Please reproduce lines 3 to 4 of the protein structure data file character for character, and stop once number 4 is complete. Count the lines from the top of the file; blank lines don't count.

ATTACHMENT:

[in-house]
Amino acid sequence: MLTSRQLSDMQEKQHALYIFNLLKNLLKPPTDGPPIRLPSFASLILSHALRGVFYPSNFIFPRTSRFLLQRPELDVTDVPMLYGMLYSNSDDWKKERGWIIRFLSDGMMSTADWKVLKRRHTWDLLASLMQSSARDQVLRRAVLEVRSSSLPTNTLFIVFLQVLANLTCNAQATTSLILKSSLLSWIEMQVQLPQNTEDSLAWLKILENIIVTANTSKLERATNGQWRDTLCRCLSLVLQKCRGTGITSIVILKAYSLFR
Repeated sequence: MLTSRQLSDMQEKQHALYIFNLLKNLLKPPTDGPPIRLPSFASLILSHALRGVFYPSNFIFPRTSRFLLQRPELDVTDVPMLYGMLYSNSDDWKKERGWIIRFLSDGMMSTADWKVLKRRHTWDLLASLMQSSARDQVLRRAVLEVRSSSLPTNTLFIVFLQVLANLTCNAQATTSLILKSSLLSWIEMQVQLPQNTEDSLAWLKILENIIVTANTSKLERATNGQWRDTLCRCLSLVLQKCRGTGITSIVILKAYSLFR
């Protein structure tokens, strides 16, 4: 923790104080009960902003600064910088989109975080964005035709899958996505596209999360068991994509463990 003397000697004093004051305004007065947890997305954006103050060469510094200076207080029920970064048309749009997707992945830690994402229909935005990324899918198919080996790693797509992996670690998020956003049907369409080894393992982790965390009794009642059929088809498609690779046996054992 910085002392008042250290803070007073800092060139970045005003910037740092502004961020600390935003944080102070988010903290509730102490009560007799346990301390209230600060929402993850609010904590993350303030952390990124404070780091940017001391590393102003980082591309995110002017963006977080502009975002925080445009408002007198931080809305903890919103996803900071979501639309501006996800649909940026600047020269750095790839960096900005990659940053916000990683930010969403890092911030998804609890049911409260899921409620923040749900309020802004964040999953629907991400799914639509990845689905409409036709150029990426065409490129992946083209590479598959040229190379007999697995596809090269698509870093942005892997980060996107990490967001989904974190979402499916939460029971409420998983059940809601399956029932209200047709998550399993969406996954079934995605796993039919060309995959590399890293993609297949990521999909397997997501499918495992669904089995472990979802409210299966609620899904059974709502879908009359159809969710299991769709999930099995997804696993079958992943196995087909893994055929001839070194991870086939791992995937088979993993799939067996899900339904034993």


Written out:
Repeated sequence: MLTSRQLSDMQEKQHALYIFNLLKNLLKPPTDGPPIRLPSFASLILSHALRGVFYPSNFIFPRTSRFLLQRPELDVTDVPMLYGMLYSNSDDWKKERGWIIRFLSDGMMSTADWKVLKRRHTWDLLASLMQSSARDQVLRRAVLEVRSSSLPTNTLFIVFLQVLANLTCNAQATTSLILKSSLLSWIEMQVQLPQNTEDSLAWLKILENIIVTANTSKLERATNGQWRDTLCRCLSLVLQKCRGTGITSIVILKAYSLFR
């Protein structure tokens, strides 16, 4: 923790104080009960902003600064910088989109975080964005035709899958996505596209999360068991994509463990 003397000697004093004051305004007065947890997305954006103050060469510094200076207080029920970064048309749009997707992945830690994402229909935005990324899918198919080996790693797509992996670690998020956003049907369409080894393992982790965390009794009642059929088809498609690779046996054992 910085002392008042250290803070007073800092060139970045005003910037740092502004961020600390935003944080102070988010903290509730102490009560007799346990301390209230600060929402993850609010904590993350303030952390990124404070780091940017001391590393102003980082591309995110002017963006977080502009975002925080445009408002007198931080809305903890919103996803900071979501639309501006996800649909940026600047020269750095790839960096900005990659940053916000990683930010969403890092911030998804609890049911409260899921409620923040749900309020802004964040999953629907991400799914639509990845689905409409036709150029990426065409490129992946083209590479598959040229190379007999697995596809090269698509870093942005892997980060996107990490967001989904974190979402499916939460029971409420998983059940809601399956029932209200047709998550399993969406996954079934995605796993039919060309995959590399890293993609297949990521999909397997997501499918495992669904089995472990979802409210299966609620899904059974709502879908009359159809969710299991769709999930099995997804696993079958992943196995087909893994055929001839070194991870086939791992995937088979993993799939067996899900339904034993």